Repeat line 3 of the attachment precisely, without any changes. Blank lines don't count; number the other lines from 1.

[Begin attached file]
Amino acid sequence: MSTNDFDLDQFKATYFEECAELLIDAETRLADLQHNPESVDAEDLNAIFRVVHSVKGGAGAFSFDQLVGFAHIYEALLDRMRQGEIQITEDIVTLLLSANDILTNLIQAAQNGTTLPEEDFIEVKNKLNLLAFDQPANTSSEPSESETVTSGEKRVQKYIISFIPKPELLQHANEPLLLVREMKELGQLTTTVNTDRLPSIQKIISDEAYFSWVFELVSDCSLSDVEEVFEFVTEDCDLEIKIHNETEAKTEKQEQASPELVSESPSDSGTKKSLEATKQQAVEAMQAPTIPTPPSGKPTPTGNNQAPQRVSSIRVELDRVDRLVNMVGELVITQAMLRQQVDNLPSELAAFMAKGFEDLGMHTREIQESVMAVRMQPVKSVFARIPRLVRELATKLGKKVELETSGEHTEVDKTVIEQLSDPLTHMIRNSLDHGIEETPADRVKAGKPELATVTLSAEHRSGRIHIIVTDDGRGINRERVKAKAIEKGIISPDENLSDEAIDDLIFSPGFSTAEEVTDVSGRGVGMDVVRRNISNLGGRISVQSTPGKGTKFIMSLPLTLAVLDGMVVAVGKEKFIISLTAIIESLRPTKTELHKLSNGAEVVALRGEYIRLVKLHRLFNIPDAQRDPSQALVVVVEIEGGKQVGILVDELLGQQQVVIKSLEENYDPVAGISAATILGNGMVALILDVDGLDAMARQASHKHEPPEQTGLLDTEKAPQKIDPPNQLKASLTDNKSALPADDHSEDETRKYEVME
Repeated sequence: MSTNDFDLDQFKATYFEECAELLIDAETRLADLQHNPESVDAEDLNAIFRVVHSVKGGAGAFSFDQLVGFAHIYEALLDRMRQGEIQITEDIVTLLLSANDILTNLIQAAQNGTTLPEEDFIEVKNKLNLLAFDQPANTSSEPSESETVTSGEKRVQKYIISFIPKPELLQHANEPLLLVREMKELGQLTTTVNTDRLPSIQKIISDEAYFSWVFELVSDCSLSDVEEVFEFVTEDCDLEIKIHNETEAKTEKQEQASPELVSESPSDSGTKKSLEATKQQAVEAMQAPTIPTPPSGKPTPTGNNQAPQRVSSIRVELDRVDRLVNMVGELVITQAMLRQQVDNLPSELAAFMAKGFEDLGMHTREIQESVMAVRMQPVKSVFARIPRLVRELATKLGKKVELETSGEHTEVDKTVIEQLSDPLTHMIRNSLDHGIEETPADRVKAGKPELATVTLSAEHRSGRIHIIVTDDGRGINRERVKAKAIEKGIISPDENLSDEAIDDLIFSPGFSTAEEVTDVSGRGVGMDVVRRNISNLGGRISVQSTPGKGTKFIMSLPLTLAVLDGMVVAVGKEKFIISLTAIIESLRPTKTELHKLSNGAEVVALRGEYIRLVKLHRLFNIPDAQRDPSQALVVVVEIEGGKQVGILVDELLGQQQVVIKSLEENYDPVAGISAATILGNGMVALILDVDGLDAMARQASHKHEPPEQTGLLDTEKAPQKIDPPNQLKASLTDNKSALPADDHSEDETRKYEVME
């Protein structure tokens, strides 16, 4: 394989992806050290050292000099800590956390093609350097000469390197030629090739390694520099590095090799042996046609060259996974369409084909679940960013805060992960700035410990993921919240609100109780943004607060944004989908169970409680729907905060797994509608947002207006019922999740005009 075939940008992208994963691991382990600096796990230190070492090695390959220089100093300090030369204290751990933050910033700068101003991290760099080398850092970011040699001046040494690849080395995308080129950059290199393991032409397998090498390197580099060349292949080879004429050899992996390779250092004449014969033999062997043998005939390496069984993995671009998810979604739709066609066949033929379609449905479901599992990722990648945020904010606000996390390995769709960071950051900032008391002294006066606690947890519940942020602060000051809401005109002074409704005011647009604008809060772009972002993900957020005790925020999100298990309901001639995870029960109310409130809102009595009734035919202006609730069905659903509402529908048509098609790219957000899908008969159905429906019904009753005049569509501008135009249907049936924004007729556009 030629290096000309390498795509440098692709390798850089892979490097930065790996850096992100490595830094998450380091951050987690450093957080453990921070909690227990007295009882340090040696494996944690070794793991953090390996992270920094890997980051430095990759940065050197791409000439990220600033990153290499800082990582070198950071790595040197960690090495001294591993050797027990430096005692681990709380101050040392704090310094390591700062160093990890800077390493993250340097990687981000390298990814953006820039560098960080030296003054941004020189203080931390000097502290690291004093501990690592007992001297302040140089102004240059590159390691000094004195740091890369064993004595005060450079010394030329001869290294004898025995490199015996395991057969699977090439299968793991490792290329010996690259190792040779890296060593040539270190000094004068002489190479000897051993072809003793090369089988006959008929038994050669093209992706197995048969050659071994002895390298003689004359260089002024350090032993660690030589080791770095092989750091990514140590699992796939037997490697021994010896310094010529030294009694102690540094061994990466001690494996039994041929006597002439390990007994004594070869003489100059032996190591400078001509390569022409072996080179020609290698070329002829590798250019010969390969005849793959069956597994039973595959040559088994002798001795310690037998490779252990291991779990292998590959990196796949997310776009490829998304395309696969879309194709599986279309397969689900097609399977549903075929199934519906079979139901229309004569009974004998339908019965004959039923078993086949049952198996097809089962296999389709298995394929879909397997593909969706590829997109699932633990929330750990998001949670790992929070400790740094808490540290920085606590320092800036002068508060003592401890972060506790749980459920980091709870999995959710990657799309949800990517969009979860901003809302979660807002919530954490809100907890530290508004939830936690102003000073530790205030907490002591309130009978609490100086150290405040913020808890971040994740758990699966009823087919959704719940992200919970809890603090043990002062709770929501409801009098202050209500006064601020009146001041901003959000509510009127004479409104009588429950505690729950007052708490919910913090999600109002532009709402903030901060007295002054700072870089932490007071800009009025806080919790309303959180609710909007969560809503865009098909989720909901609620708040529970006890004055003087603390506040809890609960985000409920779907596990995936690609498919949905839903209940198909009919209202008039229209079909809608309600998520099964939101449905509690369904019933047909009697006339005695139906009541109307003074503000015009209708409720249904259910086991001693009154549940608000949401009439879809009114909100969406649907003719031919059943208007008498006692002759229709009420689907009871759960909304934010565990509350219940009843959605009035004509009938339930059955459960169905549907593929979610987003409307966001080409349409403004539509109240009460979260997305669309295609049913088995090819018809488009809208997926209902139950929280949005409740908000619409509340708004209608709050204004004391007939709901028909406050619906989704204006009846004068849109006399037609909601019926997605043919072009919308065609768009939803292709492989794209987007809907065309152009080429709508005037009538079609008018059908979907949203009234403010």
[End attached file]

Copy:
């Protein structure tokens, strides 16, 4: 394989992806050290050292000099800590956390093609350097000469390197030629090739390694520099590095090799042996046609060259996974369409084909679940960013805060992960700035410990993921919240609100109780943004607060944004989908169970409680729907905060797994509608947002207006019922999740005009 075939940008992208994963691991382990600096796990230190070492090695390959220089100093300090030369204290751990933050910033700068101003991290760099080398850092970011040699001046040494690849080395995308080129950059290199393991032409397998090498390197580099060349292949080879004429050899992996390779250092004449014969033999062997043998005939390496069984993995671009998810979604739709066609066949033929379609449905479901599992990722990648945020904010606000996390390995769709960071950051900032008391002294006066606690947890519940942020602060000051809401005109002074409704005011647009604008809060772009972002993900957020005790925020999100298990309901001639995870029960109310409130809102009595009734035919202006609730069905659903509402529908048509098609790219957000899908008969159905429906019904009753005049569509501008135009249907049936924004007729556009 030629290096000309390498795509440098692709390798850089892979490097930065790996850096992100490595830094998450380091951050987690450093957080453990921070909690227990007295009882340090040696494996944690070794793991953090390996992270920094890997980051430095990759940065050197791409000439990220600033990153290499800082990582070198950071790595040197960690090495001294591993050797027990430096005692681990709380101050040392704090310094390591700062160093990890800077390493993250340097990687981000390298990814953006820039560098960080030296003054941004020189203080931390000097502290690291004093501990690592007992001297302040140089102004240059590159390691000094004195740091890369064993004595005060450079010394030329001869290294004898025995490199015996395991057969699977090439299968793991490792290329010996690259190792040779890296060593040539270190000094004068002489190479000897051993072809003793090369089988006959008929038994050669093209992706197995048969050659071994002895390298003689004359260089002024350090032993660690030589080791770095092989750091990514140590699992796939037997490697021994010896310094010529030294009694102690540094061994990466001690494996039994041929006597002439390990007994004594070869003489100059032996190591400078001509390569022409072996080179020609290698070329002829590798250019010969390969005849793959069956597994039973595959040559088994002798001795310690037998490779252990291991779990292998590959990196796949997310776009490829998304395309696969879309194709599986279309397969689900097609399977549903075929199934519906079979139901229309004569009974004998339908019965004959039923078993086949049952198996097809089962296999389709298995394929879909397997593909969706590829997109699932633990929330750990998001949670790992929070400790740094808490540290920085606590320092800036002068508060003592401890972060506790749980459920980091709870999995959710990657799309949800990517969009979860901003809302979660807002919530954490809100907890530290508004939830936690102003000073530790205030907490002591309130009978609490100086150290405040913020808890971040994740758990699966009823087919959704719940992200919970809890603090043990002062709770929501409801009098202050209500006064601020009146001041901003959000509510009127004479409104009588429950505690729950007052708490919910913090999600109002532009709402903030901060007295002054700072870089932490007071800009009025806080919790309303959180609710909007969560809503865009098909989720909901609620708040529970006890004055003087603390506040809890609960985000409920779907596990995936690609498919949905839903209940198909009919209202008039229209079909809608309600998520099964939101449905509690369904019933047909009697006339005695139906009541109307003074503000015009209708409720249904259910086991001693009154549940608000949401009439879809009114909100969406649907003719031919059943208007008498006692002759229709009420689907009871759960909304934010565990509350219940009843959605009035004509009938339930059955459960169905549907593929979610987003409307966001080409349409403004539509109240009460979260997305669309295609049913088995090819018809488009809208997926209902139950929280949005409740908000619409509340708004209608709050204004004391007939709901028909406050619906989704204006009846004068849109006399037609909601019926997605043919072009919308065609768009939803292709492989794209987007809907065309152009080429709508005037009538079609008018059908979907949203009234403010």